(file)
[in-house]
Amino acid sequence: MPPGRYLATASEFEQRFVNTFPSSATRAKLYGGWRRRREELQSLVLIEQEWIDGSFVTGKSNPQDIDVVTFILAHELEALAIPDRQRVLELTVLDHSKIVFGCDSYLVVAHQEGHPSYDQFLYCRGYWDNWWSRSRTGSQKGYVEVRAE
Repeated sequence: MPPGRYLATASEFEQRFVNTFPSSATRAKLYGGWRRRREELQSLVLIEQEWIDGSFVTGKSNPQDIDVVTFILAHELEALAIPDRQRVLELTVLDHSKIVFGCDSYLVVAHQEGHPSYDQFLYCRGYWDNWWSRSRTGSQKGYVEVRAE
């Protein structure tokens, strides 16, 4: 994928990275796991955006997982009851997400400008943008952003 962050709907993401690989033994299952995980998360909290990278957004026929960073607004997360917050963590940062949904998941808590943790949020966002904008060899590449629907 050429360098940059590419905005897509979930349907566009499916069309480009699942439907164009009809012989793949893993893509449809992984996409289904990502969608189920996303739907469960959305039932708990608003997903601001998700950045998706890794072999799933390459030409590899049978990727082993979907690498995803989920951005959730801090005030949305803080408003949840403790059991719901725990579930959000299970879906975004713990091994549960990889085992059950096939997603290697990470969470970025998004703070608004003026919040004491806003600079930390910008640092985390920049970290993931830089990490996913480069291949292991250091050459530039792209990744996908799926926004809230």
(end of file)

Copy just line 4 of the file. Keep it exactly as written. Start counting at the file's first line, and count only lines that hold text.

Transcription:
């Protein structure tokens, strides 16, 4: 994928990275796991955006997982009851997400400008943008952003 962050709907993401690989033994299952995980998360909290990278957004026929960073607004997360917050963590940062949904998941808590943790949020966002904008060899590449629907 050429360098940059590419905005897509979930349907566009499916069309480009699942439907164009009809012989793949893993893509449809992984996409289904990502969608189920996303739907469960959305039932708990608003997903601001998700950045998706890794072999799933390459030409590899049978990727082993979907690498995803989920951005959730801090005030949305803080408003949840403790059991719901725990579930959000299970879906975004713990091994549960990889085992059950096939997603290697990470969470970025998004703070608004003026919040004491806003600079930390910008640092985390920049970290993931830089990490996913480069291949292991250091050459530039792209990744996908799926926004809230």